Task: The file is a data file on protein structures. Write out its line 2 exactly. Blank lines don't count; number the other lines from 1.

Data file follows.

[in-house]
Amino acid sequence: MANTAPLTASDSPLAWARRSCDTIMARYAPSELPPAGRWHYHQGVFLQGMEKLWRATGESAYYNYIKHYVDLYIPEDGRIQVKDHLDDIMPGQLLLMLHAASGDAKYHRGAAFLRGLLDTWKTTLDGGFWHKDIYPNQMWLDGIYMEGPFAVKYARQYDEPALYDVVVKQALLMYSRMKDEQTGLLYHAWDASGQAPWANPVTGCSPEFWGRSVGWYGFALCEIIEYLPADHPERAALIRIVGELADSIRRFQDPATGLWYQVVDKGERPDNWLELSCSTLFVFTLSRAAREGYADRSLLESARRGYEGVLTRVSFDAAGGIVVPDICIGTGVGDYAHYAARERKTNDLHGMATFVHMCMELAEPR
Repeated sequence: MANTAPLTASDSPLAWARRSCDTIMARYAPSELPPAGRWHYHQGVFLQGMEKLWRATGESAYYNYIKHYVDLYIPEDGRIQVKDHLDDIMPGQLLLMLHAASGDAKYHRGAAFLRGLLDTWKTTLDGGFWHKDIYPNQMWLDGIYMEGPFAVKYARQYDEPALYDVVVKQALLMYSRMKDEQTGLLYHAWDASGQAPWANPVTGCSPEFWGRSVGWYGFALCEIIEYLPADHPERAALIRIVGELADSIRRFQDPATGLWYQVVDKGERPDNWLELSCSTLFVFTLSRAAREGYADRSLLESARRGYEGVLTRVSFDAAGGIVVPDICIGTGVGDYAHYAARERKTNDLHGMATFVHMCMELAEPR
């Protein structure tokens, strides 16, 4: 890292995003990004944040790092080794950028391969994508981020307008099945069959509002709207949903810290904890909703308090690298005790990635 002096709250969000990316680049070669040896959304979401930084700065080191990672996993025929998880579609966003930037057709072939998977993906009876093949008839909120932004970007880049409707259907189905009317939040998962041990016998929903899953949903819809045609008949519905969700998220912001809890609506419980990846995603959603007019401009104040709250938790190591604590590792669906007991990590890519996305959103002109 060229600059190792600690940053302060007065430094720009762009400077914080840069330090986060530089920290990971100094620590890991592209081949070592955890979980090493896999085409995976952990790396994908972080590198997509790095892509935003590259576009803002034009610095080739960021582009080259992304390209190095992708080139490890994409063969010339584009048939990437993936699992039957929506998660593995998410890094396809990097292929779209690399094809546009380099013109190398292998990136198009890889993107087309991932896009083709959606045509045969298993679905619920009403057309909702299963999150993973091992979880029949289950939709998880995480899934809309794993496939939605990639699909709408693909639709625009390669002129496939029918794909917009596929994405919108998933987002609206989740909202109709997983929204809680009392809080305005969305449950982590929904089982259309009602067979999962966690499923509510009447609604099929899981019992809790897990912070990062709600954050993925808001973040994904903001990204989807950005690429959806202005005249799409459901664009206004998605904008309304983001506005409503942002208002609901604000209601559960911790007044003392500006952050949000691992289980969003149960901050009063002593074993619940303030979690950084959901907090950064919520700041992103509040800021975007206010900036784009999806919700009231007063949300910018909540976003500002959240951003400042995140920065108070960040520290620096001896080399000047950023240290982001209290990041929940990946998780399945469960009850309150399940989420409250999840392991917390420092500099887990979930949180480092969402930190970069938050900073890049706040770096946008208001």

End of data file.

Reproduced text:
Amino acid sequence: MANTAPLTASDSPLAWARRSCDTIMARYAPSELPPAGRWHYHQGVFLQGMEKLWRATGESAYYNYIKHYVDLYIPEDGRIQVKDHLDDIMPGQLLLMLHAASGDAKYHRGAAFLRGLLDTWKTTLDGGFWHKDIYPNQMWLDGIYMEGPFAVKYARQYDEPALYDVVVKQALLMYSRMKDEQTGLLYHAWDASGQAPWANPVTGCSPEFWGRSVGWYGFALCEIIEYLPADHPERAALIRIVGELADSIRRFQDPATGLWYQVVDKGERPDNWLELSCSTLFVFTLSRAAREGYADRSLLESARRGYEGVLTRVSFDAAGGIVVPDICIGTGVGDYAHYAARERKTNDLHGMATFVHMCMELAEPR